Perhaps you know someone who says being Christian is easy. If you do, please introduce me. I do not know a single person who says being Christ-like is easy. And, because I am a priest and study Jesus' life, I believe I can include Jesus himself in the group that says being Christ-like is hard, incredibly hard.
Jesus' agony in the garden was excruciating. His best friends slept while he individually contemplated the zillions of times we rejected him by sinning. That contemplation was so hard, Jesus sweat blood. Later, those same friends would abandon him. Peter, the future head of his Church, would three times deny he knew Jesus, even though, in the Transfiguration, Jesus had shown himself to Peter as God. And Jesus' crucifixion? Get real! It was hours of mind bending, horrific pain.
Jesus did not ask us to suffer emotionally and physically the way he did. However, he does insist we do what he did during the last moments of his life. Jesus requires we forgive all, no matter what they did to us. And my sisters and brothers, that alone makes being Christ-like very, very, very hard.
Perhaps you tell yourself, "He was the Son of God. Sure, he could forgive those who nailed him to a cross, but I'm not fully divine as well as fully human. So, I cannot forgive that fully." Well, if you're saying that, I beg to differ. Let's look at two stories.
The Church's first martyr, Stephen, was stone to death. As he fell to the ground, Stephen was eminitently Christ-like. He mimicked the words Jesus used. Stephen, now Saint Stephen, said, "Lord, do not hold this sin against them."
Are you still crawfishing? Are you telling yourself, "Stephen was not fully divine as well as fully human, but he was a saint. I am not." I hope you're not saying that because, even though it's highly unlikely any of us will be canonized, we are all called to be saints. By definition, a saint is anyone who lives a good enough life to get into heaven; and I sure hope all of us are striving to do that.
Nonetheless, let's look at our second story. When the Nazis invaded POland, they killed Ola Schary's husband for trying to hide her. They then sent OLa and her mother to Treblinka. Ola's mom was gassed and burned almost immediately. Ola survived. After the war, Ola emigrated with her daughter to America. Upon arriving, Ola told her daughter that she was passing on the most important thing she had learned from Treblinka, where hundreds of thousands of her fellow Jews had been tortured and killed. Here's what Ola told her daughter, "Goodness is found in forgiveness."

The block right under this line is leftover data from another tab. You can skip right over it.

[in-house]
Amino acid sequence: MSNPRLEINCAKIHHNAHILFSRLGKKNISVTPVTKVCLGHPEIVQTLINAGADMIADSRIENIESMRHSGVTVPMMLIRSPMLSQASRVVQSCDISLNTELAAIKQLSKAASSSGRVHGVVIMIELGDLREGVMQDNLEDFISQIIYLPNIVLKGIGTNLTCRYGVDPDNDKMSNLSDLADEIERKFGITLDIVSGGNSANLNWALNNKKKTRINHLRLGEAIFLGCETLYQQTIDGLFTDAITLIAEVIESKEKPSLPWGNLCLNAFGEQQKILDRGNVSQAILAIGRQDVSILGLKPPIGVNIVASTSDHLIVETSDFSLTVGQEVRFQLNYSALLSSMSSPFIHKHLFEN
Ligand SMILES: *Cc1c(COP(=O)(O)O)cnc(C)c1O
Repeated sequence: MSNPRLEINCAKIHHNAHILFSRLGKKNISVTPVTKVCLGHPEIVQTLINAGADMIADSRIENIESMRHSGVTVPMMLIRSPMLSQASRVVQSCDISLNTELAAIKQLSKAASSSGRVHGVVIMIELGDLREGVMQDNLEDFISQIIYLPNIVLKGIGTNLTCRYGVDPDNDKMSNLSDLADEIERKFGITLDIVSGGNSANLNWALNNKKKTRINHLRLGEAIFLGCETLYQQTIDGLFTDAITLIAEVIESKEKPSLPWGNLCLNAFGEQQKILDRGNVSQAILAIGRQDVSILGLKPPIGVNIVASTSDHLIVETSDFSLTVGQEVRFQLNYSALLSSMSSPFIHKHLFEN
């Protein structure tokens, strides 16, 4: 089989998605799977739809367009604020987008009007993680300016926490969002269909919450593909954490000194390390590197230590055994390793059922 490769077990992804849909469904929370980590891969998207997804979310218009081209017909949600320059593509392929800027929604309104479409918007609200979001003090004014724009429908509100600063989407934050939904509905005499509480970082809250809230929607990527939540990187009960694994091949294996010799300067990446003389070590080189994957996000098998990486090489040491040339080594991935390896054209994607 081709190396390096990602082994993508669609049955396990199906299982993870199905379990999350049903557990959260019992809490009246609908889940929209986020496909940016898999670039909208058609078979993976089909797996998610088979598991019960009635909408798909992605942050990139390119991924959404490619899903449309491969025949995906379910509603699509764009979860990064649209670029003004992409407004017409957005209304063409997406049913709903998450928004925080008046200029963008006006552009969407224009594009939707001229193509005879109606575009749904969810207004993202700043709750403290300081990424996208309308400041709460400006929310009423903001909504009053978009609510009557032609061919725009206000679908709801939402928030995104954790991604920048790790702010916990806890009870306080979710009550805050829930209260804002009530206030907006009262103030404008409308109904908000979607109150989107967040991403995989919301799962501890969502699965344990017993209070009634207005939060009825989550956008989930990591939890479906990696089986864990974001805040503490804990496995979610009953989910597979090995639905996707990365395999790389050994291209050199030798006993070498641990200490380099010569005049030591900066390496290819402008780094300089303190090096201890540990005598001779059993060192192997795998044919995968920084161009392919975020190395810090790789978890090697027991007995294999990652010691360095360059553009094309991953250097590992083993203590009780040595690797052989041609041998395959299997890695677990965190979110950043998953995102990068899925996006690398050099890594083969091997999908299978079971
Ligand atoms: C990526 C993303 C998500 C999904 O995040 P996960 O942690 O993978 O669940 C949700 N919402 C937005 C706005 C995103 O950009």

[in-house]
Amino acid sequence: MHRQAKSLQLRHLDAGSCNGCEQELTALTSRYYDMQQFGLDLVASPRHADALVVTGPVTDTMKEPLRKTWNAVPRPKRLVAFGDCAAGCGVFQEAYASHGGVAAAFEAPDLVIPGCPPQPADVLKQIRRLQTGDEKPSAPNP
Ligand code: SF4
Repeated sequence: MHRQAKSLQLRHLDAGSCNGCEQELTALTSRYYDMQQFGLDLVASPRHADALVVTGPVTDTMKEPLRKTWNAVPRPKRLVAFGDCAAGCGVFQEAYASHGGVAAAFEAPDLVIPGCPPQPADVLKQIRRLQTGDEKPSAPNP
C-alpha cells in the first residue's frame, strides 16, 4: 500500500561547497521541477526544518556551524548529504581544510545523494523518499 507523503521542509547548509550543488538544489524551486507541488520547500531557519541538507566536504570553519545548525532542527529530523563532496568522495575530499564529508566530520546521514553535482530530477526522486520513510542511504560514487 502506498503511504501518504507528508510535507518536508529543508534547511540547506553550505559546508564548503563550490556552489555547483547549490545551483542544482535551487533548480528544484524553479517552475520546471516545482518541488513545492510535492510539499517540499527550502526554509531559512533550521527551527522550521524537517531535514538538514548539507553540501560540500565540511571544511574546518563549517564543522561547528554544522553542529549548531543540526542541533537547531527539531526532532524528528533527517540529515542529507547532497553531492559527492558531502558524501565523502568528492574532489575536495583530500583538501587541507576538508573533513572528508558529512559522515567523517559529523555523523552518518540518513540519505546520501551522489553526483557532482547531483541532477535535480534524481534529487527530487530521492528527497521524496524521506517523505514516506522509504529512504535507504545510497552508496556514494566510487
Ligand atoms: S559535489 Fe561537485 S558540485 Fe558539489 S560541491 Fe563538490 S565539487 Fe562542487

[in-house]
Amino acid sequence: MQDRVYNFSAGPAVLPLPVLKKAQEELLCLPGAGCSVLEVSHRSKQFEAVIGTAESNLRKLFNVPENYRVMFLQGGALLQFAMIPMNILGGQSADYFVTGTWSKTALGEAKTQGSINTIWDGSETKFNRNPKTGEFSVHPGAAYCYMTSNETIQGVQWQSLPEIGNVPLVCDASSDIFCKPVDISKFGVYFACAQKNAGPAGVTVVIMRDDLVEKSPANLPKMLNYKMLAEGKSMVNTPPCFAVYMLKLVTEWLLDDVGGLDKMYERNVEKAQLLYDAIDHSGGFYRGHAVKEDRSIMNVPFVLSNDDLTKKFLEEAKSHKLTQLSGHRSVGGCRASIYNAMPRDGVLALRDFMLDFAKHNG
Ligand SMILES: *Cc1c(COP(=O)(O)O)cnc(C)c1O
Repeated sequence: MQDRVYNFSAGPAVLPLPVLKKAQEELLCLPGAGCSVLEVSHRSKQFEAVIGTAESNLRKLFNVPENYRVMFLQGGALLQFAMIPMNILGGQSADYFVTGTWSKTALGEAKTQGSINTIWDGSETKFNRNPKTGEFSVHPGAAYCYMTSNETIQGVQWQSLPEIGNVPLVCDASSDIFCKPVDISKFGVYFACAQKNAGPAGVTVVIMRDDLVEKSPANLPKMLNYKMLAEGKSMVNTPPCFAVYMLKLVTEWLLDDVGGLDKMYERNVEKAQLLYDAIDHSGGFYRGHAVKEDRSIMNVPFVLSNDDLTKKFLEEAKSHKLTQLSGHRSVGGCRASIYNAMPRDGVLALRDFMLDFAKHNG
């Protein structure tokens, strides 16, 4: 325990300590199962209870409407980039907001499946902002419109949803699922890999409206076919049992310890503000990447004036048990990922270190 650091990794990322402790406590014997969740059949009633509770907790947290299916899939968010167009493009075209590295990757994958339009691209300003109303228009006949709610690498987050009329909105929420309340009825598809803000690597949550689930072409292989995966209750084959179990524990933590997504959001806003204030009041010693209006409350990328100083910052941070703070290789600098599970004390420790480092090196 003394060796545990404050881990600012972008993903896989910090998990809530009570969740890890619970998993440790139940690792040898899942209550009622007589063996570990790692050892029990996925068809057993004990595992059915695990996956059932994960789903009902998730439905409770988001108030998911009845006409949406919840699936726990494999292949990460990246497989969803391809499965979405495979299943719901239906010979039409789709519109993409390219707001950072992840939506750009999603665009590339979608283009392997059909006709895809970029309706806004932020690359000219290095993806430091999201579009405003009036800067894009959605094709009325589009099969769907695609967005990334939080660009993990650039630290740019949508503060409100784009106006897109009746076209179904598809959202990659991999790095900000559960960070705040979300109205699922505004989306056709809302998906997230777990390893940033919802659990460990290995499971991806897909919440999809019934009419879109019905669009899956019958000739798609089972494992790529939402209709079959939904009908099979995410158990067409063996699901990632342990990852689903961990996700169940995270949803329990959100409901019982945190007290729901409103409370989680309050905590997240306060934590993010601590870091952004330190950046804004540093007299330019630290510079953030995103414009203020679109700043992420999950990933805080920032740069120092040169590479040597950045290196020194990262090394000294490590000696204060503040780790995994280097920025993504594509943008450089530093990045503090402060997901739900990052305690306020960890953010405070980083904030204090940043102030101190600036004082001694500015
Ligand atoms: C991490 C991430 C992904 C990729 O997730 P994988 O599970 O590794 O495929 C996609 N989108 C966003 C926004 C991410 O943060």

Are we going to let a Jewish woman be more Christ-like than we are? I sure hope not. So, let's go to it. Who are the people in each of our lives that we have not yet forgiven? Let's put their names on a piece of paper and then burn that paper. As the smoke lifts up to the skies, let's pray. Let's pray like Jesus. Let's say, "Father, forgive them." THAT is forgiveness. We don't have to like them. We may even intensely dislike them. But, those are just morally neutral feelings. Forgiveness is a willed act, and our prayer fully qualifies as that willed act. After the prayer, all we need to do is treat those we have forgiven with normal courtesy. Say hello of something similar. Nothing more is required. And, yes, I know that that, in and of itself, is still very hard. But, we are Christians; and, even though, divorced from feelings, forgiveness through prayer and common courtesy remains very hard to do, we do it. Our Savior requires it.